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Condo project faces market adjustment PDF Print E-mail
Written by MARK JAEGER   
Wednesday, 11 November 2015 20:38

Briarknoll developer says decade-long delay has seen buyers lose interest in two-story units

The Village of Saukville Plan Commission got a lesson last week in one of the pillars of the real estate trade — timing is everything.

In 2005, Hillcrest Builders proposed a nine-building duplex condominium project on Briarknoll Court. The 18-unit Briarknoll Condominiums development was platted on a 4.9-acre parcel a year later.

A short time later, the local real estate market tanked.

“It went to sleep for awhile, but it is exciting to see it back,” Marilyn Haroldson, the village’s director of economic development and planning, told the commission.

Oyvind Solvang of Hillcrest Builders appeared with revised plans for the development which he said reflect the changes the market has seen in the past decade. The revised plan is being presented in conjunction with Tillmann Properties.

“When this project was proposed, the market was strong for condominiums,” Solvang said.

“Condo buyers today are empty-nesters and retirees rather than young professionals. The bi-level design we originally proposed was not an issue for younger buyers, but the older buyer wants everything on one level.”

According to the plans, the two or three-bedroom condos would be 1,400 or 1,500 square feet each.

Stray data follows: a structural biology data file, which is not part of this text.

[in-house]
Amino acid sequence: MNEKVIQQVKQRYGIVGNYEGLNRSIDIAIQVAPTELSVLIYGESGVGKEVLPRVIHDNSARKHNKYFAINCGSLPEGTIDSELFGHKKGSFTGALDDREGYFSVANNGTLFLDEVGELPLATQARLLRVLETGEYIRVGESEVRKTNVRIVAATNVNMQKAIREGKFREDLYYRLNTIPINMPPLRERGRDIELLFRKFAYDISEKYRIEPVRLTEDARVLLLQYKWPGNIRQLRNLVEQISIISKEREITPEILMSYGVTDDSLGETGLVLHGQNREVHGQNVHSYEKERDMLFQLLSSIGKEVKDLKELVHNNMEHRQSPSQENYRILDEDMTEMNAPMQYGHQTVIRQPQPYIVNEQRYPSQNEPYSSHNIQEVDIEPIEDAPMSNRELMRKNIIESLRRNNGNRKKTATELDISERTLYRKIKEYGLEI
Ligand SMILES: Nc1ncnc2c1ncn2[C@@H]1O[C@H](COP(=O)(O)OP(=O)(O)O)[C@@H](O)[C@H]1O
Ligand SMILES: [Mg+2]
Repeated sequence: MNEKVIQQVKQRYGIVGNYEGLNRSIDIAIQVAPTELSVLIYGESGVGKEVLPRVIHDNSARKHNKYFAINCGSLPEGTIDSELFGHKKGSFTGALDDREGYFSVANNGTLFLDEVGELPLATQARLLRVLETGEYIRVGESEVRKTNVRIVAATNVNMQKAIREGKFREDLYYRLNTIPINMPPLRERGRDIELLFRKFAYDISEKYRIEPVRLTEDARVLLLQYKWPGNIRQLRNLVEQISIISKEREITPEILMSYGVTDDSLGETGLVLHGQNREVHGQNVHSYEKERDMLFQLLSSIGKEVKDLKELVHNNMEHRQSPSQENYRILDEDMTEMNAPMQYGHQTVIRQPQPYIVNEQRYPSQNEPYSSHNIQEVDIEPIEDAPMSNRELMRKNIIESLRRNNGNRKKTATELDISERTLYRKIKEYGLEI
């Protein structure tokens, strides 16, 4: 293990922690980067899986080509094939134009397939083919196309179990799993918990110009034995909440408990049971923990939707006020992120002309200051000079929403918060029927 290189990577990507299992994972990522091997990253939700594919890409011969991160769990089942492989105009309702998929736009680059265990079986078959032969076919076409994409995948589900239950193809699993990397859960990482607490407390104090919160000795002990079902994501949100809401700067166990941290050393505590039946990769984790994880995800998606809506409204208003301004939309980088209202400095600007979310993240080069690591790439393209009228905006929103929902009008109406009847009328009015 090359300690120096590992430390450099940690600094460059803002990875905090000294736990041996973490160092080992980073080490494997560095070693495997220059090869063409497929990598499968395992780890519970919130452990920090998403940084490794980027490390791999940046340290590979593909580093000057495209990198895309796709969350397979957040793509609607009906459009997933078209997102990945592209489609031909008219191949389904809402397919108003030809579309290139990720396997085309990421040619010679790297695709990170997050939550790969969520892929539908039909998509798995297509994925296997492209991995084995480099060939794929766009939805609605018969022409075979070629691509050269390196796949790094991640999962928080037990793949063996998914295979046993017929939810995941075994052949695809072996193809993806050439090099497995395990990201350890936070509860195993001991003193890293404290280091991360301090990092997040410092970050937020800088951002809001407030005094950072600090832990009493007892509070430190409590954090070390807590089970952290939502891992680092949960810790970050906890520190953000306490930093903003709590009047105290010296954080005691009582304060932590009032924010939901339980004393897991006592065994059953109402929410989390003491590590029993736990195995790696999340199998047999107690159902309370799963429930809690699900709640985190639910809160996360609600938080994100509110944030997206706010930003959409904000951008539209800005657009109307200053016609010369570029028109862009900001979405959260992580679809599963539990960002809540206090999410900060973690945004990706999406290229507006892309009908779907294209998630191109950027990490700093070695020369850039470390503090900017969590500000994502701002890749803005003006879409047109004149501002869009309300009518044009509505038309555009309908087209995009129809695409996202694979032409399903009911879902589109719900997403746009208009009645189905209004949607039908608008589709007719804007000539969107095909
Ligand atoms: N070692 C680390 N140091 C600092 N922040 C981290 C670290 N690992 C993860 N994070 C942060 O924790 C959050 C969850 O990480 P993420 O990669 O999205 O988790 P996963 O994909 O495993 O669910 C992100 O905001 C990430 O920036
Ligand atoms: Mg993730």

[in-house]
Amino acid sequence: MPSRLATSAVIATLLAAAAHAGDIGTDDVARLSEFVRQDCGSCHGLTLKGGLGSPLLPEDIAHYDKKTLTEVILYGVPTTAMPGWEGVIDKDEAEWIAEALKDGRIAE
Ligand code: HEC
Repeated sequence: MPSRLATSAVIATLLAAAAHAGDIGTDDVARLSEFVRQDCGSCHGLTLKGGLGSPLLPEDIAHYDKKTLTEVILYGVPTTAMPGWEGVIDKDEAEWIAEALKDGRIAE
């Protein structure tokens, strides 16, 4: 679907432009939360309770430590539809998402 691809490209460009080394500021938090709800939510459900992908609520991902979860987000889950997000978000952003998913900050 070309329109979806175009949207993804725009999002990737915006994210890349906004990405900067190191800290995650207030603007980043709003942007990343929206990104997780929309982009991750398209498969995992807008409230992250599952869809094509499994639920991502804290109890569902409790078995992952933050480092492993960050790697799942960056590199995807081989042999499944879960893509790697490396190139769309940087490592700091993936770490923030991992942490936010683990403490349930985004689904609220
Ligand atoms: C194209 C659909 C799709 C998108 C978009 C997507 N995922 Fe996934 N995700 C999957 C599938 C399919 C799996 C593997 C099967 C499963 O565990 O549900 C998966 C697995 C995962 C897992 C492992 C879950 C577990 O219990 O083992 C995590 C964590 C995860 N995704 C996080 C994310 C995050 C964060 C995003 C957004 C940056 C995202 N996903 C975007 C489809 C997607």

Tweaking the design to accommodate ranch-style condos forced the developer to rethink the site plan.

One of those changes could be placing the buildings closer than the 25-foot setback zoning requirements dictate.

“It is a tight site,” Solvang said, noting that converting the buildings to ranch structures in a fanned-out layout could mean they might be as close as 12 feet apart. A wetlands covers one side of the parcel, making it difficult to rearrange the layout.

Approval from the Board of Zoning Appeals would be needed for that plan to advance.

Haroldson said before a variance could be granted, issues such as drainage, public safety and privacy would have to be taken into consideration.

Solvang said a variance may be sought on another practical issue. He said the developer feels the village’s requirement that building facades feature at least 50% masonry would result in additional costs.

“The 50% is a very costly requirement in today’s market. We are trying to make these units available in the low-$200,000s, but it would be tough to meet that price point with the excessive stone,” Solvang said.

He said the developer said exterior facades with 20% stonework would be more appropriate for the market.

If officials want an idea of the quality of work the development envisions, Solvang suggested they visit the Misty Ridge project Hillcrest Builders recently completed in Port Washington.

Because the development is already platted, Haroldson said the developer would need to decide whether to seek the needed variances to proceed with the project as now proposed or to submit new plans that could incorporate the changes.

In addition, she said the developer should touch base with the Wisconsin Department of Natural Resources to confirm that drainage plans are still acceptable.

According to market studies, about half of the proposed units would be purchased by existing Saukville residents.

If approvals go through without significant delays, the first model homes are expected to be completed next summer.

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